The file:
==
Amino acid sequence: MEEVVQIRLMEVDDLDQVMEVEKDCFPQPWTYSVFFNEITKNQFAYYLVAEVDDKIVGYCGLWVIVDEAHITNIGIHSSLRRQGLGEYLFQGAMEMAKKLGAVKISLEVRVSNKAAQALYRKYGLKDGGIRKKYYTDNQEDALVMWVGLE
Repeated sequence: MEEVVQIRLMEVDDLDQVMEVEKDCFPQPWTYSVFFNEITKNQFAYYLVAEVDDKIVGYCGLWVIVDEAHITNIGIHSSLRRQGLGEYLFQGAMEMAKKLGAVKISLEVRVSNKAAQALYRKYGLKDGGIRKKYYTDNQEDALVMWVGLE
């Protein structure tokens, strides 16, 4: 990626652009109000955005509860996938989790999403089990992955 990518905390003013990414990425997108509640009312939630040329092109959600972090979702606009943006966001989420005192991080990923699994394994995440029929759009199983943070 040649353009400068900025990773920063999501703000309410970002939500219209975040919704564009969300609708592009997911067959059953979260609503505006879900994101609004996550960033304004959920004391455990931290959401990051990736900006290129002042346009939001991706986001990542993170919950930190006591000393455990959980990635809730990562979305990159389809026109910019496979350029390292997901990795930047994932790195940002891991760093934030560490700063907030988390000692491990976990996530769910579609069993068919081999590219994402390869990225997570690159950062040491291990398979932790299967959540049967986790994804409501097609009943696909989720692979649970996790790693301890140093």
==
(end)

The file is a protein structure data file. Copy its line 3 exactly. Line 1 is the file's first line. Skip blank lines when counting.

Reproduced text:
């Protein structure tokens, strides 16, 4: 990626652009109000955005509860996938989790999403089990992955 990518905390003013990414990425997108509640009312939630040329092109959600972090979702606009943006966001989420005192991080990923699994394994995440029929759009199983943070 040649353009400068900025990773920063999501703000309410970002939500219209975040919704564009969300609708592009997911067959059953979260609503505006879900994101609004996550960033304004959920004391455990931290959401990051990736900006290129002042346009939001991706986001990542993170919950930190006591000393455990959980990635809730990562979305990159389809026109910019496979350029390292997901990795930047994932790195940002891991760093934030560490700063907030988390000692491990976990996530769910579609069993068919081999590219994402390869990225997570690159950062040491291990398979932790299967959540049967986790994804409501097609009943696909989720692979649970996790790693301890140093």